February 5th, 2007

FBI Training & Recruitment Pre-Quantico

Time: 1935.

Place: USA.

Searches Tried: "FBI", "FBI training pre-quantico", "FBI history of training", "FBI recruiting Hoover" and a multitude of synonyms thereof on Google, Wikipedia and answers.com. Also poked around the electronic reading room and FAQ/history pages on the FBI website.

I really, really need information on where and how FBI agents were trained before the opening of the FBI Academy in Quantico, VA, in 1972. My character is a young man, about twenty-five or six, who came from a relatively poor family in the Midwest and joined the FBI. J. Edgar Hoover took office in 1934, and when he did so, he totally revamped the training process that the BoI (predecessor of the FBI) had had in place. I can't find anything on this yet, and it's bugging me bad. Any information you can point me toward, I would be very grateful!
  • Current Mood: groggy

contracts and probationary periods

I have a character who is in public relations/media consulting. Think big time-high powered, influential companies. She can literally name her salary, and is sought after by all the top companies. She definitely knows her stuff. So she's going to LA to work for a company. Is it possible that they would put her on a probationary period, even though she's so sought after? Or would it be phrased in her contract that she's taking this position for a 3 month period, after which she can evaluate whether or not she wants to continue in this position? She has a lot of personal/family/relationship reasons for wanting to leave before the 3 month period is up. Would they withold salary or benefits if she left before the period ended?

A reference book for all who are planning journeys.

May I recommend The art of travel, shifts and contrivances available in wild countries written by Francis Galton. It is available from Project Gutenberg.

It gives details of how to organise an expedition, how much food will be needed, speed of travel and much more. Based on his travels in South Africa later editions added tips sent to him by other travellers. Read this book and you may never need to ask how far a party can cover in a day with a horse (or an ox cart)

Small animal wound care, early to mid 1700s

Time and place: Roughly in the 1720s, Caribbean, taking place on a ship while at sea.

Searches tried: animal care+1700s, animal medicine+1700s, pet care+1700s, veterinary medicine+1700s, veterinary medicine+history, cat care+1700s

The situation I have is that the ship's cat has been grazed by a pistol shot - could be changed to being cut by a knife or cutlass. No vital organs damaged or anything like that - in today's world, a vet would likely sedate the cat, clean the wound, verify no organ damage, then stitch up the cut, prescribe antibiotics. This guess is based on my own personal experience when a cat I had years ago was accidentally burned by hot water, my vet could easily tell that the damage was just to the skin and that no infection had set in, but that the skin was damaged enough that it needed to be removed and the wound stitched up. No skin needing to be removed in the fic, but what I want is for someone to decide to doctor the cat much like a person would be with such an injury, which would be to stitch the wound up.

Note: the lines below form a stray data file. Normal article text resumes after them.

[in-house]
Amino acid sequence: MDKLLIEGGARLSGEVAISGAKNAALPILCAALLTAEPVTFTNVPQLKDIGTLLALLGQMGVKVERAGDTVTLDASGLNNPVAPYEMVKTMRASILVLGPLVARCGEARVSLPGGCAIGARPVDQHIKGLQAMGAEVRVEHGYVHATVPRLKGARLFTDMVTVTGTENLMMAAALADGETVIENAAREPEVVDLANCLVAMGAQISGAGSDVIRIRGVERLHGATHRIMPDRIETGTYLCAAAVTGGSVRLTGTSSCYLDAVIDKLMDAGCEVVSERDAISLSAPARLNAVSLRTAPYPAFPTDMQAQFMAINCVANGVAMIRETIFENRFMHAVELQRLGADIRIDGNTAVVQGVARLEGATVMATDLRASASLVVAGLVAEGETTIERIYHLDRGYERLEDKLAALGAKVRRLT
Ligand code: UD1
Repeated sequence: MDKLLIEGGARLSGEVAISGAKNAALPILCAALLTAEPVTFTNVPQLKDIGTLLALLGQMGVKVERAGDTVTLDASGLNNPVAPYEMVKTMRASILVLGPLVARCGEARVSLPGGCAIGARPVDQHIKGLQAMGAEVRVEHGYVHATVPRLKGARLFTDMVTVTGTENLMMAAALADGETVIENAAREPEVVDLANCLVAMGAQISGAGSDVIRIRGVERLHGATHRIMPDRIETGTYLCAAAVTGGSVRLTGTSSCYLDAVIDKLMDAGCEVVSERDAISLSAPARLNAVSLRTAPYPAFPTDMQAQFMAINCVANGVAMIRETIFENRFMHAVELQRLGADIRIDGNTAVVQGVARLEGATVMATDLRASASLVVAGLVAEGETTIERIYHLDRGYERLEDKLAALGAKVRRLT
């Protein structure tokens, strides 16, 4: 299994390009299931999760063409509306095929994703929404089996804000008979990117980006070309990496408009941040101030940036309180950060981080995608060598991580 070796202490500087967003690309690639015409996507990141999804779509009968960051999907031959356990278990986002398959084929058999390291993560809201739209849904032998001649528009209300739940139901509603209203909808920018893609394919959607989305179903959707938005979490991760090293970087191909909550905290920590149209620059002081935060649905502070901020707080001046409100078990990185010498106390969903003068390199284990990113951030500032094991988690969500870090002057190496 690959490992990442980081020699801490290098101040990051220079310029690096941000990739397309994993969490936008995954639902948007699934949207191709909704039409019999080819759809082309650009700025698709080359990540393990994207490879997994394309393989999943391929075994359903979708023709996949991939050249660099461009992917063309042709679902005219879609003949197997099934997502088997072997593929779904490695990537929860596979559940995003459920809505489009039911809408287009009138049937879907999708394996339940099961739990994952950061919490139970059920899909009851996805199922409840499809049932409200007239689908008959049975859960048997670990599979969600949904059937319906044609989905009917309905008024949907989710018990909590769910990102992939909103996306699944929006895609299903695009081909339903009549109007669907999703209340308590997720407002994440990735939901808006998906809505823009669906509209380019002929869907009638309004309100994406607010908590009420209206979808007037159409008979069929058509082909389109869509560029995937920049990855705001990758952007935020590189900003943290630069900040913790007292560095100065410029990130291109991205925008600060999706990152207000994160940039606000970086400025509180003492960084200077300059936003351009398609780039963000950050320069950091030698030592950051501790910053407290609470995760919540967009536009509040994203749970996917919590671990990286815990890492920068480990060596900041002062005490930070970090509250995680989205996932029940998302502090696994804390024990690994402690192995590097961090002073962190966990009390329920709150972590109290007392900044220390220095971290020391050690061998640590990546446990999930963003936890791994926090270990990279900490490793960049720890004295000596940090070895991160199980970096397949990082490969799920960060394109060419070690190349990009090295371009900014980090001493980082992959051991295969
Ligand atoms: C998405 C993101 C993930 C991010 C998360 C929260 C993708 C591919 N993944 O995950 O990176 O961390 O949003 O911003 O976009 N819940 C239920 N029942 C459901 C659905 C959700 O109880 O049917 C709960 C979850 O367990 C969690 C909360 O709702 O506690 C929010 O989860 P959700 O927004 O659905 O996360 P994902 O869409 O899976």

The scenario I would like to use is to have rum poured on the wound to cleanse the area and/or numb it, then for the wound to be stitched up, and for the cat to have his side bandaged up. The cat is valued by the ship's captain, hence taking the steps to treat the cat. I'd also like for the cat to be offered a small amount of rum to lap up so that he won't try to claw and bite the person who is trying to treat him half to death. I know that the rum of back then isn't like the rum of today, so I'm hoping that that is also feasible. My searches have pointed me more towards to when various veterinary schools were started, when a few certain breeds of cat started, and to the fact that some Quakers had a version of an animal shelter, a basic enclosure where livestock which had strayed off would be kept until the owner paid a fee to get them back. I've learned that cats started appearing in portraits as companions in the 1700s. But any mention of actual animal care in the 1700s that I've found has been about horses and cows. I can easily change the wound to a scratch that doesn't require stitching, just bandaging, but if I can still use the cat being stitched up - and surviving - I'd like to do that to show just how much the captain cares for the cat, that he would take such measures for an animal. Hey, I like drama. :)

ETA: It sounds like I'll be leaving out having the cat stitched up and the use of rum, and simply lessen the extent of the injury, that seems to be the safest route to take here for the cat's sake. Thank you all for your help!
  • Current Mood: curious